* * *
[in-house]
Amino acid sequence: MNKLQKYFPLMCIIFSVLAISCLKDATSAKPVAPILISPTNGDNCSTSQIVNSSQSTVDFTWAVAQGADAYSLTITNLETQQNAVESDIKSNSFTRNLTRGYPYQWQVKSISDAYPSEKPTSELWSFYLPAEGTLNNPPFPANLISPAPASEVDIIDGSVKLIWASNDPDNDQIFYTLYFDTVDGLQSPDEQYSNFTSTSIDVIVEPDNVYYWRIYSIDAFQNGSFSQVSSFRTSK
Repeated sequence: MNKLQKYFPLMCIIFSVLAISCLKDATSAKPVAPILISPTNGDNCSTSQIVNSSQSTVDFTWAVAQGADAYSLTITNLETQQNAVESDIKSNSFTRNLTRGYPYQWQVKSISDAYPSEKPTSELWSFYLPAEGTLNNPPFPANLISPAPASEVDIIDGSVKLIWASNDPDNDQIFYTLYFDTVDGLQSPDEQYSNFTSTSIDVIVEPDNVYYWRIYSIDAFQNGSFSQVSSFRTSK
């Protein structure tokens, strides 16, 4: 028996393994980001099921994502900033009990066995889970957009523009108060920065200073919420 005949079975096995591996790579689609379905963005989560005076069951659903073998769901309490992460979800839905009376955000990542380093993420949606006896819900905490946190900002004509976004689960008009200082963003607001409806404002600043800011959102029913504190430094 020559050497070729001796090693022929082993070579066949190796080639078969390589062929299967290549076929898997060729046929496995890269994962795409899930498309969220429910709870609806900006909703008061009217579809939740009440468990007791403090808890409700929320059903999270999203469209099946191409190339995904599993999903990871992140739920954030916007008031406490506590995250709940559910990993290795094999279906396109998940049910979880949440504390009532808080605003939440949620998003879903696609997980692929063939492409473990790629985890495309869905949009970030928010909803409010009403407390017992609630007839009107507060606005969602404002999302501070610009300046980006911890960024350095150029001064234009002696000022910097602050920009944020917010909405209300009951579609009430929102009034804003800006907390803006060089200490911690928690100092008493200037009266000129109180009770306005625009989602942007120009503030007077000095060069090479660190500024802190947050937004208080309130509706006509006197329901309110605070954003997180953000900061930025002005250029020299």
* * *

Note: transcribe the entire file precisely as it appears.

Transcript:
[in-house]
Amino acid sequence: MNKLQKYFPLMCIIFSVLAISCLKDATSAKPVAPILISPTNGDNCSTSQIVNSSQSTVDFTWAVAQGADAYSLTITNLETQQNAVESDIKSNSFTRNLTRGYPYQWQVKSISDAYPSEKPTSELWSFYLPAEGTLNNPPFPANLISPAPASEVDIIDGSVKLIWASNDPDNDQIFYTLYFDTVDGLQSPDEQYSNFTSTSIDVIVEPDNVYYWRIYSIDAFQNGSFSQVSSFRTSK
Repeated sequence: MNKLQKYFPLMCIIFSVLAISCLKDATSAKPVAPILISPTNGDNCSTSQIVNSSQSTVDFTWAVAQGADAYSLTITNLETQQNAVESDIKSNSFTRNLTRGYPYQWQVKSISDAYPSEKPTSELWSFYLPAEGTLNNPPFPANLISPAPASEVDIIDGSVKLIWASNDPDNDQIFYTLYFDTVDGLQSPDEQYSNFTSTSIDVIVEPDNVYYWRIYSIDAFQNGSFSQVSSFRTSK
């Protein structure tokens, strides 16, 4: 028996393994980001099921994502900033009990066995889970957009523009108060920065200073919420 005949079975096995591996790579689609379905963005989560005076069951659903073998769901309490992460979800839905009376955000990542380093993420949606006896819900905490946190900002004509976004689960008009200082963003607001409806404002600043800011959102029913504190430094 020559050497070729001796090693022929082993070579066949190796080639078969390589062929299967290549076929898997060729046929496995890269994962795409899930498309969220429910709870609806900006909703008061009217579809939740009440468990007791403090808890409700929320059903999270999203469209099946191409190339995904599993999903990871992140739920954030916007008031406490506590995250709940559910990993290795094999279906396109998940049910979880949440504390009532808080605003939440949620998003879903696609997980692929063939492409473990790629985890495309869905949009970030928010909803409010009403407390017992609630007839009107507060606005969602404002999302501070610009300046980006911890960024350095150029001064234009002696000022910097602050920009944020917010909405209300009951579609009430929102009034804003800006907390803006060089200490911690928690100092008493200037009266000129109180009770306005625009989602942007120009503030007077000095060069090479660190500024802190947050937004208080309130509706006509006197329901309110605070954003997180953000900061930025002005250029020299």